Display, Audio, and Multimedia: Clear as Day

vivo equipped the V23 with a 6.44-inch AMOLED display offering a Full HD+ resolution. Can we just say that the panel used on this phone is one of the most impressive in a mid-range phone? It’s clearly a lot superior to other phones we’ve had — the colors are naturally vivid and punchy, the contrast great, and the sharpness impeccable. Its brightness is great that it’s legible enough to be used outdoors and the viewing angles, too, are very good and do not change whatever phone angle you look into.

Multimedia viewing, meanwhile, is still a letterbox haven with the 18.5:9 aspect ratio. You’ll get black boxes on the sides when viewing videos, but nonetheless very good with the 90Hz refresh rate, making navigation and entertainment consumption a lot smoother.

The bottom-firing speaker offers decent listening with decent trebles and mids, and faint bass given its design, and the loudest setting can fill up a quiet small room. There’s no 3.5mm audio jack here so you’re forced to use a Type-C to 3.5mm adapter or a wireless audio wearable.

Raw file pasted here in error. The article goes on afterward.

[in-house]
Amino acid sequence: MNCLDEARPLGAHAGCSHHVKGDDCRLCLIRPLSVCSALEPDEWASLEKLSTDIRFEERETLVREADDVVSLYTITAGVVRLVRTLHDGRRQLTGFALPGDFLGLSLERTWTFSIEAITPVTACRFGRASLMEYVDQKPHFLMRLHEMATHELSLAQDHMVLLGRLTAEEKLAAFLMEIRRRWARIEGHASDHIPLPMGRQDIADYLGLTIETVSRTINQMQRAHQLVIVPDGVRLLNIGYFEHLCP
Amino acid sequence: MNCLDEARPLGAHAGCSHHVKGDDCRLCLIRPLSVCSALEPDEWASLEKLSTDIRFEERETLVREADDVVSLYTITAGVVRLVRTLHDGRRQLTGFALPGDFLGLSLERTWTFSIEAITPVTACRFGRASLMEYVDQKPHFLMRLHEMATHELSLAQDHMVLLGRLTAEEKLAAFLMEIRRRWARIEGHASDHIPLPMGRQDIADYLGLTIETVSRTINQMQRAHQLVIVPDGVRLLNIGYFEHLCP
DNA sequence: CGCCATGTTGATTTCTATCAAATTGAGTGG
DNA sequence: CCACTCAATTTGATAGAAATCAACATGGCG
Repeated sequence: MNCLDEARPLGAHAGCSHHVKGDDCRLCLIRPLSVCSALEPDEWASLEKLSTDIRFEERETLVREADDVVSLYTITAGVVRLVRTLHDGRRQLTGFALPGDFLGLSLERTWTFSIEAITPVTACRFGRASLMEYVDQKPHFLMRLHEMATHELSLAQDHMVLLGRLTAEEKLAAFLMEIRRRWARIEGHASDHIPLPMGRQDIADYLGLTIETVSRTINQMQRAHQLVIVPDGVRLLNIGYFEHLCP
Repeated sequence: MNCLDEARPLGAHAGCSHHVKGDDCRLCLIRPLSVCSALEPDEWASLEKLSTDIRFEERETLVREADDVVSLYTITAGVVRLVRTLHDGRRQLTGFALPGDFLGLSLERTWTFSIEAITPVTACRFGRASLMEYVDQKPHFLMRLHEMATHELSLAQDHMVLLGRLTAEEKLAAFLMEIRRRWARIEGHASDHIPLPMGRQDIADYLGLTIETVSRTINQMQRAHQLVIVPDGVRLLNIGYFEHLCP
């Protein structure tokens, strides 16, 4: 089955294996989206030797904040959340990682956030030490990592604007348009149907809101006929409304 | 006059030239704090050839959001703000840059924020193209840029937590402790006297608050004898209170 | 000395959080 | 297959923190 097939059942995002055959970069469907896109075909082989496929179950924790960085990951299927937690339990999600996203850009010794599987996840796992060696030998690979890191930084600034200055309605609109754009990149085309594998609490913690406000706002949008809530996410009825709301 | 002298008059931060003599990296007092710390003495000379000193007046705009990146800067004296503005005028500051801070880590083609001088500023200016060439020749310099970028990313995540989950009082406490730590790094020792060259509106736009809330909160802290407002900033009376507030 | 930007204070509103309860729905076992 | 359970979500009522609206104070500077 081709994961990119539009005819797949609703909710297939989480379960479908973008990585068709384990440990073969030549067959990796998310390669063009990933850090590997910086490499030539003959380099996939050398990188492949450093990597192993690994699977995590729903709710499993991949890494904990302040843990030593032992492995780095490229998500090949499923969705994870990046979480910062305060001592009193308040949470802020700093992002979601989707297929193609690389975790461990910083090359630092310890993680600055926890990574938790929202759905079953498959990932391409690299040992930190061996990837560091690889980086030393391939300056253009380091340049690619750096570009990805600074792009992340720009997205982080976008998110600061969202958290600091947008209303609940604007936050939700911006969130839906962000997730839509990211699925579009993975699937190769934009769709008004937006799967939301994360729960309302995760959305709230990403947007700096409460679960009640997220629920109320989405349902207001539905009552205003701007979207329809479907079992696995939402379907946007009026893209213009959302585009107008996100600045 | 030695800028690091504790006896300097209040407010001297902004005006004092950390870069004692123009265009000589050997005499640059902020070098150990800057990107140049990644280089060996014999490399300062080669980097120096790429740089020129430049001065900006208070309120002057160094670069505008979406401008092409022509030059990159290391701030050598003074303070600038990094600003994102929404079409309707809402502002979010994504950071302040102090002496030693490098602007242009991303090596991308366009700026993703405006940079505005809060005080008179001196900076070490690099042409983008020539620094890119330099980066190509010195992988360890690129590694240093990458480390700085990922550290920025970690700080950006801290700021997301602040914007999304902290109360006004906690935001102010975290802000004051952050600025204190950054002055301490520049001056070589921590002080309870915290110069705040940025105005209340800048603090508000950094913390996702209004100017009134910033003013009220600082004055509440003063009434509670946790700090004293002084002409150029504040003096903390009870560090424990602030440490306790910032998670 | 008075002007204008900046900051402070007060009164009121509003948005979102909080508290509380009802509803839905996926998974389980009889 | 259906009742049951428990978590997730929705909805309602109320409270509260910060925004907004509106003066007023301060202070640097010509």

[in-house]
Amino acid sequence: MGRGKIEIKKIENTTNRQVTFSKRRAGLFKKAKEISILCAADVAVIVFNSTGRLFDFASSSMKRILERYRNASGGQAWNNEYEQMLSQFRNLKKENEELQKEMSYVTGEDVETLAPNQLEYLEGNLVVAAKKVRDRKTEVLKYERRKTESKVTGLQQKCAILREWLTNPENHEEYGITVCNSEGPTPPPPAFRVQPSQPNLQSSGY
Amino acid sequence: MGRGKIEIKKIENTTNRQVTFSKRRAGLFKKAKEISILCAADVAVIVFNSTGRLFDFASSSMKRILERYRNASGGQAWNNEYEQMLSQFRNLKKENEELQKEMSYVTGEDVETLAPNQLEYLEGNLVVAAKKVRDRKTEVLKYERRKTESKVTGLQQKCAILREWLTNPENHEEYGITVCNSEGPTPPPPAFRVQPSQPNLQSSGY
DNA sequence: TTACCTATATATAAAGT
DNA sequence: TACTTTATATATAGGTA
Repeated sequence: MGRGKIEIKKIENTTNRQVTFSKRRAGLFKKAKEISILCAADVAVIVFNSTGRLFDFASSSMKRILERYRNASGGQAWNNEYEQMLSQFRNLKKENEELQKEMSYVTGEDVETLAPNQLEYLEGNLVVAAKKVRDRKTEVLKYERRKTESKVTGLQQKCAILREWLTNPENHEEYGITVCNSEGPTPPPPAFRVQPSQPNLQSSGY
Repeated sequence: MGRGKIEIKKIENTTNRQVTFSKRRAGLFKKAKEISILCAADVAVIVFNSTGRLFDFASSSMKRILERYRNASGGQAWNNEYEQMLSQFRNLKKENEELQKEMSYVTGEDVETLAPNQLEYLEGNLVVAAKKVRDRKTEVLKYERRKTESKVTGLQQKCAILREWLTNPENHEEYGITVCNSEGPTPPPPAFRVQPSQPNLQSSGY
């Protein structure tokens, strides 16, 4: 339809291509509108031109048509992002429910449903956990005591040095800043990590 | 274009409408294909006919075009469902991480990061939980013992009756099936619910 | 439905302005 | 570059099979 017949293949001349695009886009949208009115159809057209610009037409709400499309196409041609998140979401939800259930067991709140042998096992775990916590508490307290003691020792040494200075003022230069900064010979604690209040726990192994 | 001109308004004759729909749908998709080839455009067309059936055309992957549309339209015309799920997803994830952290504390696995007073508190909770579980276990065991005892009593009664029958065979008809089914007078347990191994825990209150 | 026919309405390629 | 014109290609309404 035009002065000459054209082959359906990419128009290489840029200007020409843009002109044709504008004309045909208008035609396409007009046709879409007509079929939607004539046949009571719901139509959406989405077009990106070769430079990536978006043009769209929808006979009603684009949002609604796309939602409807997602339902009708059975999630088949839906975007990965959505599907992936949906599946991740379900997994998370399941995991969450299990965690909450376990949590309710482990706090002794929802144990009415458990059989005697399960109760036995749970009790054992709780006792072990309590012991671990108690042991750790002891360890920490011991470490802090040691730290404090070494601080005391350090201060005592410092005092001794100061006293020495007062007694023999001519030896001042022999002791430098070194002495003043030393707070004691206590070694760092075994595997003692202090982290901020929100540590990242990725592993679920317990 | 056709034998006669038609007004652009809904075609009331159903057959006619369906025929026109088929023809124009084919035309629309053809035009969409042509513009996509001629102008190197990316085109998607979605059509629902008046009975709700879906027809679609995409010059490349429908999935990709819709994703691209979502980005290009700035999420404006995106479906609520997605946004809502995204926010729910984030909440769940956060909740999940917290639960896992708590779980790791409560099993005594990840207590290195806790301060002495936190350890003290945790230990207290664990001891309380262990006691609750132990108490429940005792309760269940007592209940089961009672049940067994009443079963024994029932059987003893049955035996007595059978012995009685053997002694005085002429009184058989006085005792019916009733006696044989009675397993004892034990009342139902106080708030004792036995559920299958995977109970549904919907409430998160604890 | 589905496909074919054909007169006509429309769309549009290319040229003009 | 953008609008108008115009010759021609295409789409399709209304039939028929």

Cameras: S for Surprising

You’re offered three cameras at the rear setup: a 64-megapixel main, an 8-megapixel ultrawide, and a 2MP macro shooter. The front has two — a 50MP and an 8MP — with not one, but two flashes that can help you take better selfies in low-light environments.

At the rear camera, you can zoom without losing detail at up to 2x, and zooming further up to 10x generally gets more grainy but still visually identifiable. Modes available include high-resolution, panorama, live photo, slow-mo, AR stickers, documents, double exposure, and dual view.